Fires in Arctic and Amazon Outpace 2019’s

Massive bushfires in the Arctic and the Amazon caused global fear and consternation last year. Fires in these fire-intolerant regions are symptomatic of accelerating climate change, and are indicative of the potential for self-reinforcing run-away effects.

Now mid-way through 2020’s Northern summer, and with the dry season in the Amazon just getting started, bushfires in both regions are already spreading faster than at the same time in 2019. 

In Siberia, June’s forest fires released a record amount of greenhouse gases for the region. The Siberian town of Verkhoyansk recorded a maximum temperature of 38 degrees celsius, believed to be a temperature record inside the Arctic Circle.

This year’s fires have also reached 73 degrees north, the northernmost forest fires ever detected. (For reference, the northernmost point of mainland Norway is 71 degrees north.) The fires are burning in areas where the soil was formerly frozen solid. 

Meanwhile in the Amazon, there have been some 20 percent more fires than during the same period last year. In June, Brazil’s National Institute for Space Research recorded 2,248 fires using satellite imagery, as opposed to 1,880 fires in June 2019.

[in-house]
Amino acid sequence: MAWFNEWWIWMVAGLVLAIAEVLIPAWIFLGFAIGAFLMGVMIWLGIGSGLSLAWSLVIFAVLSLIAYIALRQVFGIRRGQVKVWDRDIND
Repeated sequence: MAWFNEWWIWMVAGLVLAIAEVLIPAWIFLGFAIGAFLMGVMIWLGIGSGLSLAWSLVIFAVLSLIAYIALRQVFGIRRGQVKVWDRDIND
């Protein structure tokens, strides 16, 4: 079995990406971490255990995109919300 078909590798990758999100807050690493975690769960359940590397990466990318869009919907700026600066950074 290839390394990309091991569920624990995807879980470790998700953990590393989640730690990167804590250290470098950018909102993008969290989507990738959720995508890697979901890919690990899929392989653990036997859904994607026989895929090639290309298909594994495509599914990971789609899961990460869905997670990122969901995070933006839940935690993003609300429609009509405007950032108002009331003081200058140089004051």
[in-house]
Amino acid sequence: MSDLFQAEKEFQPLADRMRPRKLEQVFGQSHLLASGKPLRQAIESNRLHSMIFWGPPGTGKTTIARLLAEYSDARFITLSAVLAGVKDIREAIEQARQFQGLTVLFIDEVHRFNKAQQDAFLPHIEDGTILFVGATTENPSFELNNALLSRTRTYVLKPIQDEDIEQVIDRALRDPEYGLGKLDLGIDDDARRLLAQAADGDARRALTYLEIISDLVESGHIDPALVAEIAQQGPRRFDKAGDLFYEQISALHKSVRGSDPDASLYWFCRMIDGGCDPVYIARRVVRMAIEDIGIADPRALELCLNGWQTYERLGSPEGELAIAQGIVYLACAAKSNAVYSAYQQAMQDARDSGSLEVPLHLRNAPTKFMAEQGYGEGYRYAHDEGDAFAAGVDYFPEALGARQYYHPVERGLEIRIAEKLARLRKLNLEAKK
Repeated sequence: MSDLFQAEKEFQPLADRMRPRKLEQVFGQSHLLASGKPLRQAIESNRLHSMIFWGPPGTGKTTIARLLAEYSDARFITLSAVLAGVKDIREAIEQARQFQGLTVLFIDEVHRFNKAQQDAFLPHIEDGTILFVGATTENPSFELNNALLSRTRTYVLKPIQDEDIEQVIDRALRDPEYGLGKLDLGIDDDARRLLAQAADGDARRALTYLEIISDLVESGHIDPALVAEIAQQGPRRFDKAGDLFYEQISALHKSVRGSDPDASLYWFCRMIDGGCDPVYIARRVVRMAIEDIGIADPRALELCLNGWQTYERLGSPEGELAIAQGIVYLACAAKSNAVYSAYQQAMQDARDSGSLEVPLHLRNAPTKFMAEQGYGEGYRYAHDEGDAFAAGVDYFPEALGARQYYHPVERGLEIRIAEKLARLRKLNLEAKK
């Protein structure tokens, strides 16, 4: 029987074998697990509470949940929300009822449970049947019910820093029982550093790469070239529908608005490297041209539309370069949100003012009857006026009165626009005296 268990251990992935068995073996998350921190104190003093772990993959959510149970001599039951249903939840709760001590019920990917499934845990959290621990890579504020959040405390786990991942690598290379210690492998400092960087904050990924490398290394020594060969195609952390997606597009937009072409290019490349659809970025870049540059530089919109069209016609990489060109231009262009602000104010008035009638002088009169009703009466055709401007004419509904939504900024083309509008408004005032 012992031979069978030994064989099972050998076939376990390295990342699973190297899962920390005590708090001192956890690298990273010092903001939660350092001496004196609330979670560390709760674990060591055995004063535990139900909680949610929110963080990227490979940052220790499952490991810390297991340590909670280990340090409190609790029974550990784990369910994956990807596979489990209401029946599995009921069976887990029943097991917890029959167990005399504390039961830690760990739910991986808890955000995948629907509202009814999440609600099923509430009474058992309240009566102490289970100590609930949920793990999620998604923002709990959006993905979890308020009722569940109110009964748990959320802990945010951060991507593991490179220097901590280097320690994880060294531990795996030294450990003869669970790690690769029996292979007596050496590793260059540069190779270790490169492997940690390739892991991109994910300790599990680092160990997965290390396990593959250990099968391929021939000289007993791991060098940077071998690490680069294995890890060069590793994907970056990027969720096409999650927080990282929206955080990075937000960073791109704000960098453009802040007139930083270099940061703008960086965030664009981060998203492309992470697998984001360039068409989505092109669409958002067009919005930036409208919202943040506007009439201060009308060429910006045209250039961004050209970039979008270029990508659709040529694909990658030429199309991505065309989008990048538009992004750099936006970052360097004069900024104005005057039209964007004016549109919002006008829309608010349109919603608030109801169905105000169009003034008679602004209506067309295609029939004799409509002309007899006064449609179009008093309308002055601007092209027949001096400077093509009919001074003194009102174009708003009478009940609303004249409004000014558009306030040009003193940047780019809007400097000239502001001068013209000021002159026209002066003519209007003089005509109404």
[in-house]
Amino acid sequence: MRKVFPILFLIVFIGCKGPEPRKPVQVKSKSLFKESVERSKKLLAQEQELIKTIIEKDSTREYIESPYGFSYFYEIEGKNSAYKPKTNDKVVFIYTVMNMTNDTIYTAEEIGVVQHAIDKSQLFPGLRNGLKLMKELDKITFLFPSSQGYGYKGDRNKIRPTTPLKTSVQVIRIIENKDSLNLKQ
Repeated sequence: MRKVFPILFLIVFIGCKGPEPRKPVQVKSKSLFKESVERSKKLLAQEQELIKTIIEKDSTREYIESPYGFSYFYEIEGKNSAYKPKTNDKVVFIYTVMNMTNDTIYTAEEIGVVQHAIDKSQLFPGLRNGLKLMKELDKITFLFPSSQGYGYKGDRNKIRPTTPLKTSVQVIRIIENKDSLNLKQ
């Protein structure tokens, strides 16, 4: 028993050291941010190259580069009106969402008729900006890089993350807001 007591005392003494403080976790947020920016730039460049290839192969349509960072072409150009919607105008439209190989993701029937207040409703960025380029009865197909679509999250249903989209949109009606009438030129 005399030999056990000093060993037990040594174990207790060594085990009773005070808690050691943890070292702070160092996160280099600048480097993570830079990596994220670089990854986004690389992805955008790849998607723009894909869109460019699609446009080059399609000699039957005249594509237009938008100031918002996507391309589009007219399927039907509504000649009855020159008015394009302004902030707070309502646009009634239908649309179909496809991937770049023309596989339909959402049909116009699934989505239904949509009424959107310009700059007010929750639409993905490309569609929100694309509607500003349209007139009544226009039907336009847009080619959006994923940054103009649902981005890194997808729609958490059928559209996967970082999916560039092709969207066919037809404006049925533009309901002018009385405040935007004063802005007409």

The dry season in the Amazon begins in June, and wildfires tend to worsen until the first rains arrive.

Climate scientists don’t need to say much these days. “It is in line with predictions of global warming going back decades now,” Prof. Siegert of Imperial College London told the BBC in regard to the latest records “We don’t really need further confirmation of this problem but here it is anyway.”

However, the problem is as much political as it is technical. For example, from when leftist Brazilian president Lula da Silva began his first term in 2003 to when conservatives regained power in 2016, the rate of annual deforestation fell by nearly 70 percent. Chico Mendes’ former colleague, Marina Silvina, was made Minister for the Environment.

In the four years since, deforestation is again increasing and has since surpassed its 2008 level. Brazil’s current president has slashed funding for the Environment Ministry and illegal logging enforcement.

It goes to show that the solutions are there. The issue is making sure we take them.